New paper out: Progress in integrating natural and social science in marine ecosystem-based manageme
Photo by David Clode on Unsplash
Ecosystem-based management (EBM) is an approach that aims to cover the entire social-ecological system (recognising that our oceans and coasts are peopled environments), to sustain ecosystem health, integrity and resilience to disturbances, requiring the integration of social, economic and ecological considerations. However, anecdotally, EBM has not delivered the promised benefits. Many management organisations have adopted the approach in principle, but there are few examples that are comprehensive and well executed. One reason for this may be the lack of inter-disciplinary science, particularly in regards to integration between the natural and social sciences.
Drawing on over 235 years (combined) of their own experiences of undertaking inter-disciplinary research, CMS researchers (led by me) investigated: (1) are we making progress in inter-disciplinary research in EBM; (2) what are the barriers and incentives affecting progress; and (3) how can we support the next generation of researchers to undertake the effective inter-disciplinary research required to assist with operationalising marine EBM?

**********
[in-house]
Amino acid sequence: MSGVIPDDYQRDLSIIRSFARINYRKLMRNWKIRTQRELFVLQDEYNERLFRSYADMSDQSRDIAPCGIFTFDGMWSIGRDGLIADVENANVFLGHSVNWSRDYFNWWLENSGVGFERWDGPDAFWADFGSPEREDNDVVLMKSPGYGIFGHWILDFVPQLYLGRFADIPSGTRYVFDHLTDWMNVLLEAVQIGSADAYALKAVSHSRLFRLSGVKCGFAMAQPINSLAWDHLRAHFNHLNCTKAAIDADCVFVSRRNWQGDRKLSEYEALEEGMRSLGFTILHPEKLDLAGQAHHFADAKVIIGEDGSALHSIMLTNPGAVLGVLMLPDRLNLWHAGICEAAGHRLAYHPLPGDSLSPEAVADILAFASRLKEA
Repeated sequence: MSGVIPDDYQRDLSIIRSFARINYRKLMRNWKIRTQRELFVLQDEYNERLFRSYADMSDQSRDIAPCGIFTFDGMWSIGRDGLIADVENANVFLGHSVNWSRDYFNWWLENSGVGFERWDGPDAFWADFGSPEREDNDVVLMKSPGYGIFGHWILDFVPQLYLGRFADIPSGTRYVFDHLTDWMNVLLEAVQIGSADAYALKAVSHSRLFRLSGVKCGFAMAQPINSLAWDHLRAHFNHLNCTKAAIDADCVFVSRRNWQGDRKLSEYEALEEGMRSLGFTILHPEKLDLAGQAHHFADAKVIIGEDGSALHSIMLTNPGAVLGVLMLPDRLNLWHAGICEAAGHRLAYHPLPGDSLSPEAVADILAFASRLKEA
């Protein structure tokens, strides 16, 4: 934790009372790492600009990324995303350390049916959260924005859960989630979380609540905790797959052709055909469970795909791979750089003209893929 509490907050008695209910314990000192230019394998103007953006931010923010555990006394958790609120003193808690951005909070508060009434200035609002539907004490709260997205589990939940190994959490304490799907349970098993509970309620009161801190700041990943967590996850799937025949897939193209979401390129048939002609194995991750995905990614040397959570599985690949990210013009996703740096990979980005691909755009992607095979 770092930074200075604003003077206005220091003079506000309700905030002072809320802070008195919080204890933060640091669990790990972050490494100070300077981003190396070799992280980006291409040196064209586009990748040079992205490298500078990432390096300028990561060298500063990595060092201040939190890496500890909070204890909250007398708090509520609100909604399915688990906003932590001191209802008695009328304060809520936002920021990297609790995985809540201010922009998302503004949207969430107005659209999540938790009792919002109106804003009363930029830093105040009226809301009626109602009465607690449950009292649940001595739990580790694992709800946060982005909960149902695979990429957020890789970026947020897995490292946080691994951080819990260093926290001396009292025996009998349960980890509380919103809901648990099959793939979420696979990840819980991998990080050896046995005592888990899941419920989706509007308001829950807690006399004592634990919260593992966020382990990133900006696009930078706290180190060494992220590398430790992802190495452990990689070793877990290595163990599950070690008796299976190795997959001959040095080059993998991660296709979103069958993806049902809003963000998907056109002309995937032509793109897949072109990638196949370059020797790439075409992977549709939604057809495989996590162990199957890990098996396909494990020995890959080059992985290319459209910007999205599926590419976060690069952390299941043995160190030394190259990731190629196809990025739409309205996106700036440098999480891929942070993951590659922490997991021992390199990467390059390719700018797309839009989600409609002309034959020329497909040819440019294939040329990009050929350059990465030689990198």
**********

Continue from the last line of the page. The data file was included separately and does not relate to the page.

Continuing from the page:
We found that the integration of natural and social science has progressed at most stages of the marine EBM cycle; however, practitioners do not yet have the capacity to address all of the problems that have led to the call for inter-disciplinary research. We found many barriers to inter-disciplinary research such as a language barrier, a lack of guidance on how to undertake such research, significant ongoing transaction costs, and problematic research productivity and impact accounting procedures. However, we also found incentives. Inter-disciplinary research is needed to tackle the grand challenges facing society; it also enables the development of new knowledge and methods. Lastly, we call for the development of ‘T’ shaped researchers: with academic rigor (vertical part of ‘T’) in their disciplines, but also a breadth of understanding (horizontal part of ‘T’) from other disciplines.
Read the full paper here: http://www.publish.csiro.au/mf/MF17248